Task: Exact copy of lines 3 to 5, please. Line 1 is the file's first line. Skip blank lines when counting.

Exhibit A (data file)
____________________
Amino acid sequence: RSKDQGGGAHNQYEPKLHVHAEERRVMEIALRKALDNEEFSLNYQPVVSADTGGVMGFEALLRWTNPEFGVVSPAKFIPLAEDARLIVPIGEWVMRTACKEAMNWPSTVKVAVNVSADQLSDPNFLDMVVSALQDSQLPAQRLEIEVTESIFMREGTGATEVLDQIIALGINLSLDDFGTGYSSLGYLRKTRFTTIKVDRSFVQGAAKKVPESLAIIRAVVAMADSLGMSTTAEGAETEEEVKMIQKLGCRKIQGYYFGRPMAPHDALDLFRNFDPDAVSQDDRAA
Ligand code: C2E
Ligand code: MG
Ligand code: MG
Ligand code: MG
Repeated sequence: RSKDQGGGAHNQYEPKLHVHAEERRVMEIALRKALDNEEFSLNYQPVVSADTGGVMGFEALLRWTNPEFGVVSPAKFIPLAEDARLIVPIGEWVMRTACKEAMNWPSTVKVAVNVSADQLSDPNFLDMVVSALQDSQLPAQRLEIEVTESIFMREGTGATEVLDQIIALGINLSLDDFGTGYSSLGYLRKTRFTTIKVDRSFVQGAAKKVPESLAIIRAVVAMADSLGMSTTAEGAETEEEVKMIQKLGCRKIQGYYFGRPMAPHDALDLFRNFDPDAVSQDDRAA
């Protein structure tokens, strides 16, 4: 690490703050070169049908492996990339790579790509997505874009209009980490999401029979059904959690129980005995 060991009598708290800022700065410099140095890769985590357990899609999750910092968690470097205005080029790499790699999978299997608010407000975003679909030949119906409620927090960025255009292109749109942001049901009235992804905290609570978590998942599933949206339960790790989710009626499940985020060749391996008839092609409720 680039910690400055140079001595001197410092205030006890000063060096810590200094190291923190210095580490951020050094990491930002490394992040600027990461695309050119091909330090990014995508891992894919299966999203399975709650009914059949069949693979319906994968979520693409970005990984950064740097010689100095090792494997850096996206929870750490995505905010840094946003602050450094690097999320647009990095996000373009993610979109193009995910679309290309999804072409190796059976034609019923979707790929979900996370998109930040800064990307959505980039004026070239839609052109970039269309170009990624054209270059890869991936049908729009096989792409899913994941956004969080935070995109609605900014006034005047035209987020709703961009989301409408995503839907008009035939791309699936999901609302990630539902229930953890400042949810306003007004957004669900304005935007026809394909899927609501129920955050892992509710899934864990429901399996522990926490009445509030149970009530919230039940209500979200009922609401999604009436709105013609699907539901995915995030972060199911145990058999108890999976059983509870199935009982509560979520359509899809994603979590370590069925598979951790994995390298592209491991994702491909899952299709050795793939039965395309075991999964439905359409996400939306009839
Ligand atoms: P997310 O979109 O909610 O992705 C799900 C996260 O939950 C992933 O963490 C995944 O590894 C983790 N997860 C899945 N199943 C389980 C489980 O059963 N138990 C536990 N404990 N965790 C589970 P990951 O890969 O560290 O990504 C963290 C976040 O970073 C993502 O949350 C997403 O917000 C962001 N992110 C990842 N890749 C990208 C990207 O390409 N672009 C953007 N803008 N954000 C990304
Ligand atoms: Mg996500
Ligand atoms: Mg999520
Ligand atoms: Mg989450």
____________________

Ligand code: MG
Ligand code: MG
Ligand code: MG